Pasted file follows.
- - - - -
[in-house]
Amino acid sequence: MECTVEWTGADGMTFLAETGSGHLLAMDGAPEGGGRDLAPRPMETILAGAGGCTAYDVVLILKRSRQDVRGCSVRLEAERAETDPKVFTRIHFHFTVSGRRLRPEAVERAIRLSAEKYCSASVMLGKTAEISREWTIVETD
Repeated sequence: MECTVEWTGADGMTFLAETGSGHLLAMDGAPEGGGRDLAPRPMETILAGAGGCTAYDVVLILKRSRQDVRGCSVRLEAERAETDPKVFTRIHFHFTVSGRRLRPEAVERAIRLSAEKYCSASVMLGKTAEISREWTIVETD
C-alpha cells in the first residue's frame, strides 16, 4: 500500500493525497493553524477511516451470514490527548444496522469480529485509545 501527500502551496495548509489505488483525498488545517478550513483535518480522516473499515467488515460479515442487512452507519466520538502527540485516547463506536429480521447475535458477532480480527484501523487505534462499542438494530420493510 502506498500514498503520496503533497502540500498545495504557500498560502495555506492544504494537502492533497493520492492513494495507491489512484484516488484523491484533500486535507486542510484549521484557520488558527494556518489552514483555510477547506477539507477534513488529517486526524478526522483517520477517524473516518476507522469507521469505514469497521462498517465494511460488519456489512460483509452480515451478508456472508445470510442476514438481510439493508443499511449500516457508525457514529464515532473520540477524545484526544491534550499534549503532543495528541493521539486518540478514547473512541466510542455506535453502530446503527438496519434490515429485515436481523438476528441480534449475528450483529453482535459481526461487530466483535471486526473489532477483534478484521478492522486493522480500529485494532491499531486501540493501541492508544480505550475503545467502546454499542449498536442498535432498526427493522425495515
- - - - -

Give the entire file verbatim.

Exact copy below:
[in-house]
Amino acid sequence: MECTVEWTGADGMTFLAETGSGHLLAMDGAPEGGGRDLAPRPMETILAGAGGCTAYDVVLILKRSRQDVRGCSVRLEAERAETDPKVFTRIHFHFTVSGRRLRPEAVERAIRLSAEKYCSASVMLGKTAEISREWTIVETD
Repeated sequence: MECTVEWTGADGMTFLAETGSGHLLAMDGAPEGGGRDLAPRPMETILAGAGGCTAYDVVLILKRSRQDVRGCSVRLEAERAETDPKVFTRIHFHFTVSGRRLRPEAVERAIRLSAEKYCSASVMLGKTAEISREWTIVETD
C-alpha cells in the first residue's frame, strides 16, 4: 500500500493525497493553524477511516451470514490527548444496522469480529485509545 501527500502551496495548509489505488483525498488545517478550513483535518480522516473499515467488515460479515442487512452507519466520538502527540485516547463506536429480521447475535458477532480480527484501523487505534462499542438494530420493510 502506498500514498503520496503533497502540500498545495504557500498560502495555506492544504494537502492533497493520492492513494495507491489512484484516488484523491484533500486535507486542510484549521484557520488558527494556518489552514483555510477547506477539507477534513488529517486526524478526522483517520477517524473516518476507522469507521469505514469497521462498517465494511460488519456489512460483509452480515451478508456472508445470510442476514438481510439493508443499511449500516457508525457514529464515532473520540477524545484526544491534550499534549503532543495528541493521539486518540478514547473512541466510542455506535453502530446503527438496519434490515429485515436481523438476528441480534449475528450483529453482535459481526461487530466483535471486526473489532477483534478484521478492522486493522480500529485494532491499531486501540493501541492508544480505550475503545467502546454499542449498536442498535432498526427493522425495515